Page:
• CAA Division Q (PATH Act) Tax Provisions
        • Expired Provisions Extended Permanently
        • Expired Provisions Extended Through 2019
        • Expired Provisions Extended Through 2016
        • Non-Extender Provisions Added or Changed

      • CAA Division P Tax Provisions Added or Changed

Tax Planning for Individuals Quickfinder Handbook (2016 Edition)

  • [4/27/16] 2016 Vehicle Depreciation Limits and Lease Income Inclusion Tables (Pages 1-2, 1-29, 4-5, 4-6, 4-7)
    • The IRS released the inflation-adjusted Section 280F depreciation deduction limits for owners of passenger autos, light trucks, and vans first placed in service during 2016; and lease inclusion amounts for lessees of passenger autos, trucks, and vans first leased in 2016. The 2016 depreciation limit for passenger autos is $3,160 for the first year or $11,160 with bonus depreciation. These amounts are the same as the 2015 limits (after the bonus depreciation was retroactively extended) for all tax years. The 2016 limit for trucks and vans is $3,560 for the first tax year or $11,560 with bonus depreciation. These limits are $100 higher than those in 2015, except for the third year amount, which is unchanged from 2015. Click on the following link for the text of Rev. Proc. 2016-23.

Late-breaking Developments Impacting 2015 Returns*

*Developments occurring after publication of handbooks but impacting 2015 returns

  • [3/29/16] Basis Consistency Reporting for Inherited Property
    • IRS Extends Deadline to June 30. The Basis Consistency Reporting for Inherited Property item in the 3/10/16 Recent Developments Roundup below addresses the 3/31/16 extended due date for providing statements to the IRS and to beneficiaries under the rules requiring consistent basis reporting for estate tax and income tax purposes. Now, the IRS has again delayed the due date for providing these statements, this time until 6/30/16. According to the IRS, numerous comments have been received that executors have not had enough time to adopt changes that would enable them to accurately complete the required forms. (IRS Notice 2016-27)
  • [3/10/16] Recent Developments Roundup
    • Basis Consistency Reporting for Inherited Property. The IRS has issued temporary regulations (TD 9757) that confirm the due date of 3/31/16 for providing statements to the IRS and to beneficiaries under the rules requiring consistent basis reporting for estate tax and income tax purposes. Also issued were proposed regulations (REG-127923-15) that provide guidance regarding the requirement that a recipient’s basis in certain property acquired from a decedent be consistent with the value of the property as finally determined for federal estate tax purposes, as well as other rules for preparing those statements. The requirement to file the information returns doesn’t extend to estate tax returns (Forms 706) that are being filed solely so that a spouse can claim the unused estate tax exclusion amount of a deceased spouse (the so-called portability election). The regulations apply to property acquired from a decedent or by reason of the death of a decedent whose return required by Code Section 6018 is filed after 7/31/15. (Prop. Regs. §1.1014-10, 1.6035-1 and 1.0635-2; Temp. Reg. §1.6035-2T)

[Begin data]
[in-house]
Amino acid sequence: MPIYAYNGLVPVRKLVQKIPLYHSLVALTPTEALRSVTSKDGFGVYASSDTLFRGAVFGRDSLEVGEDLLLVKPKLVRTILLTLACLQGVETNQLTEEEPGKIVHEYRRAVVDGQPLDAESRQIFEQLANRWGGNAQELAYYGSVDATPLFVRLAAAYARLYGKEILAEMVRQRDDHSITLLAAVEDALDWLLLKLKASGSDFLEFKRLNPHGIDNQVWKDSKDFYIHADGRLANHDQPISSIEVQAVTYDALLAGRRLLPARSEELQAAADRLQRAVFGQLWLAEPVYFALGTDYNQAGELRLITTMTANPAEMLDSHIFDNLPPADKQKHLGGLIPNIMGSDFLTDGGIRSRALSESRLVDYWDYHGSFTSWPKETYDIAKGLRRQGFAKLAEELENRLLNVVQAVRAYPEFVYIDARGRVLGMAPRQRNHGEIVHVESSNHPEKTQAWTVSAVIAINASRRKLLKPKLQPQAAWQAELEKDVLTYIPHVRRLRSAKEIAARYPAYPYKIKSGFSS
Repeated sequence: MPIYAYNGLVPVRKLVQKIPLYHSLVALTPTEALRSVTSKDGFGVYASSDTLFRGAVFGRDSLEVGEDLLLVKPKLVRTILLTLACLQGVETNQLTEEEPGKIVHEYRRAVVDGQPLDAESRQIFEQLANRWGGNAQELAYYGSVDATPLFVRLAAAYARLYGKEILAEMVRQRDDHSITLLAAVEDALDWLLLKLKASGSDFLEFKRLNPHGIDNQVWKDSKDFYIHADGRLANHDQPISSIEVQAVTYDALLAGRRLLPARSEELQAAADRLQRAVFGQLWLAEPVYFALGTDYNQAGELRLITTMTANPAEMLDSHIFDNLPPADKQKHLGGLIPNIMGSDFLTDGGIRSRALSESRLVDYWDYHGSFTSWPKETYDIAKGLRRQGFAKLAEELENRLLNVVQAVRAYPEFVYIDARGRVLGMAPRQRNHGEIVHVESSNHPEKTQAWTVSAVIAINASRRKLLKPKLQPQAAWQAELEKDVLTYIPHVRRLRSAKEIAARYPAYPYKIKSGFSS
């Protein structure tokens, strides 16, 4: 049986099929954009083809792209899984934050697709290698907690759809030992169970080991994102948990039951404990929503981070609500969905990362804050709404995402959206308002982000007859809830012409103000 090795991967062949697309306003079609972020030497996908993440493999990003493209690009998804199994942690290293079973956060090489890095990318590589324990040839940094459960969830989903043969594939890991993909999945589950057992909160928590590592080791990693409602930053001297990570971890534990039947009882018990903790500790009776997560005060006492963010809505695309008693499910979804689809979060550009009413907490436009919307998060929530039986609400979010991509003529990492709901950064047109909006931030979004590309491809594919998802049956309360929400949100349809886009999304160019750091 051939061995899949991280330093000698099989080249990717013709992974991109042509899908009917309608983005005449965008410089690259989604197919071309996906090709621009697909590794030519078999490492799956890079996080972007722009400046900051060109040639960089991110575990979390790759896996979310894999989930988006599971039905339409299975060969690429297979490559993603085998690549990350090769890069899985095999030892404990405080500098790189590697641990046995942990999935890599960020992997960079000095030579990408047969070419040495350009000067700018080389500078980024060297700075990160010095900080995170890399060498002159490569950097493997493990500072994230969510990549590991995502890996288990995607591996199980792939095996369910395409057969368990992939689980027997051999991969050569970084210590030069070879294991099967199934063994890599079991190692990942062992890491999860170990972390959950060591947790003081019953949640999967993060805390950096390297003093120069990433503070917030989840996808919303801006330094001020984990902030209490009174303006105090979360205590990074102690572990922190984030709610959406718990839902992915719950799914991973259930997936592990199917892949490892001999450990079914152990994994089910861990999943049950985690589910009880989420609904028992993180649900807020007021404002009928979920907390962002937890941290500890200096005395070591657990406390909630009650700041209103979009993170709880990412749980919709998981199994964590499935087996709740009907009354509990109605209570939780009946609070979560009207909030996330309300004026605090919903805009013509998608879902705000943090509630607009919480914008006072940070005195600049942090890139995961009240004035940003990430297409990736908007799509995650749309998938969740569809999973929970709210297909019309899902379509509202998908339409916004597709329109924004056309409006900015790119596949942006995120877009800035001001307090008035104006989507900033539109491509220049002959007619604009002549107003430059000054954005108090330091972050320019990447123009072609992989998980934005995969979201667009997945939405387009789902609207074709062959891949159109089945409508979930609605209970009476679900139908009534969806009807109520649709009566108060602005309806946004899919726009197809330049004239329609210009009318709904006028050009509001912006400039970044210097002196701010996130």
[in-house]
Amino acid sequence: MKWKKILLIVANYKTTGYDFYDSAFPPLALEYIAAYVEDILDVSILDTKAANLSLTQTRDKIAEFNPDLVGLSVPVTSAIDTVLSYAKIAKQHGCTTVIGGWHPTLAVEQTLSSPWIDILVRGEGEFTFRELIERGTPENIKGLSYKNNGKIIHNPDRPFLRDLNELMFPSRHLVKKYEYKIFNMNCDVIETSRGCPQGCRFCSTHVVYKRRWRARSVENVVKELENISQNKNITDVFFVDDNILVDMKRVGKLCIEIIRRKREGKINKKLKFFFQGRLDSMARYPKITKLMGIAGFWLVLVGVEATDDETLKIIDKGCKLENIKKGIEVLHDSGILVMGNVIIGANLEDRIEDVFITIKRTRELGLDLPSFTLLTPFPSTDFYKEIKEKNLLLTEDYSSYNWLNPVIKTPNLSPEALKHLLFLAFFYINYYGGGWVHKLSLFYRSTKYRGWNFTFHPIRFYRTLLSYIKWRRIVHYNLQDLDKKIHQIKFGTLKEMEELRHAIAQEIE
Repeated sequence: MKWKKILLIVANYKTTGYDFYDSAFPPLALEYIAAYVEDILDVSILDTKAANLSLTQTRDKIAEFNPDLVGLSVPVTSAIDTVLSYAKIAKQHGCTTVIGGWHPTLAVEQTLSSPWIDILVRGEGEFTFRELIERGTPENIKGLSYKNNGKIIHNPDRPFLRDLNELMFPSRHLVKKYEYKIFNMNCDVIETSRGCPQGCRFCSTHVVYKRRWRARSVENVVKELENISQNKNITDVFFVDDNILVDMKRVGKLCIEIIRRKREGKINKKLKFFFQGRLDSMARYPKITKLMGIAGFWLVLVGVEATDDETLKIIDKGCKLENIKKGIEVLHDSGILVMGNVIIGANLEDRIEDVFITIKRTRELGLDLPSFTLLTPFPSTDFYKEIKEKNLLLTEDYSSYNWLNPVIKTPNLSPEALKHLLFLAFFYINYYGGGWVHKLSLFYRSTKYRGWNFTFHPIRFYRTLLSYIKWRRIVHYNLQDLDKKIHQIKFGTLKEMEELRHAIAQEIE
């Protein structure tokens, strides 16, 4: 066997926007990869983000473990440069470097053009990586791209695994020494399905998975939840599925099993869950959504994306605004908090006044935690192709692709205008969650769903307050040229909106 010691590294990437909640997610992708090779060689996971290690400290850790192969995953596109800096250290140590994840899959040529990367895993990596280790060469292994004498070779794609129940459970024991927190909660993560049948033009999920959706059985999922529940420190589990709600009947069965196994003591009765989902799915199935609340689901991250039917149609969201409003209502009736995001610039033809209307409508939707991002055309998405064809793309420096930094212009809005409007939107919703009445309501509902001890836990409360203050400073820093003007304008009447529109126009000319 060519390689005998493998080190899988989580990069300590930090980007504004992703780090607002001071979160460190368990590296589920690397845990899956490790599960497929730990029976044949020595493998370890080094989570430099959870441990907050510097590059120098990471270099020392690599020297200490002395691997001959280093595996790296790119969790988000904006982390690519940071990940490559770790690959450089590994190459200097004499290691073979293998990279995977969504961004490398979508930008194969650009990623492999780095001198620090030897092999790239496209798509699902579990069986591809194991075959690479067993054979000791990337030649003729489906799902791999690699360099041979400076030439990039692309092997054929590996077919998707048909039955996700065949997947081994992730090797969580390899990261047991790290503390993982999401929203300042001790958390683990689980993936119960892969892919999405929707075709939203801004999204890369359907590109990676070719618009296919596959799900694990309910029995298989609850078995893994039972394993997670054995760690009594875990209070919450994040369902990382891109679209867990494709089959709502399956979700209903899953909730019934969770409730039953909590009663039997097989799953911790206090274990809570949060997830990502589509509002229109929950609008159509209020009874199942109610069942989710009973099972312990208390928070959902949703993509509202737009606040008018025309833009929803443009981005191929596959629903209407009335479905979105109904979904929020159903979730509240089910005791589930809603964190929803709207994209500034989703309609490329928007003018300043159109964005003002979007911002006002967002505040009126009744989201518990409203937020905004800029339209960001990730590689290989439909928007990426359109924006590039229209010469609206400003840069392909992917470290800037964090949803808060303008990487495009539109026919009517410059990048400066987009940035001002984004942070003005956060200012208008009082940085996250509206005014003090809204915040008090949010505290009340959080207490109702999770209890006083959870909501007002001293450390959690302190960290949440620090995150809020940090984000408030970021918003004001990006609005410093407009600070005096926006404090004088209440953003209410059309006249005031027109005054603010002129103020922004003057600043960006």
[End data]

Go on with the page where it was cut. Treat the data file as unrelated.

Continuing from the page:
Note: Previously, the IRS released final Form 8971, Information Regarding Beneficiaries Acquiring Property from a Decedent, which is used to satisfy the basis consistency reporting requirements. The form and its separate instructions are available in the Forms and Publications section of www.irs.gov. The reporting requirements were originally signed into law on 7/31/15 as part of the Highway Act and are effective for Forms 706 filed after 7/31/15. Under the law, statements were to be furnished to the IRS and beneficiaries 30 days after the Form 706 is filed or, if earlier, 30 days after the Form 706 is due (including extensions). However, Notice 2015-57 delayed the due date to 2/29/16 for statements otherwise due before then. Subsequently, Notice 2016-19 further delayed the due date to 3/31/16 for statements otherwise due before 3/31/16.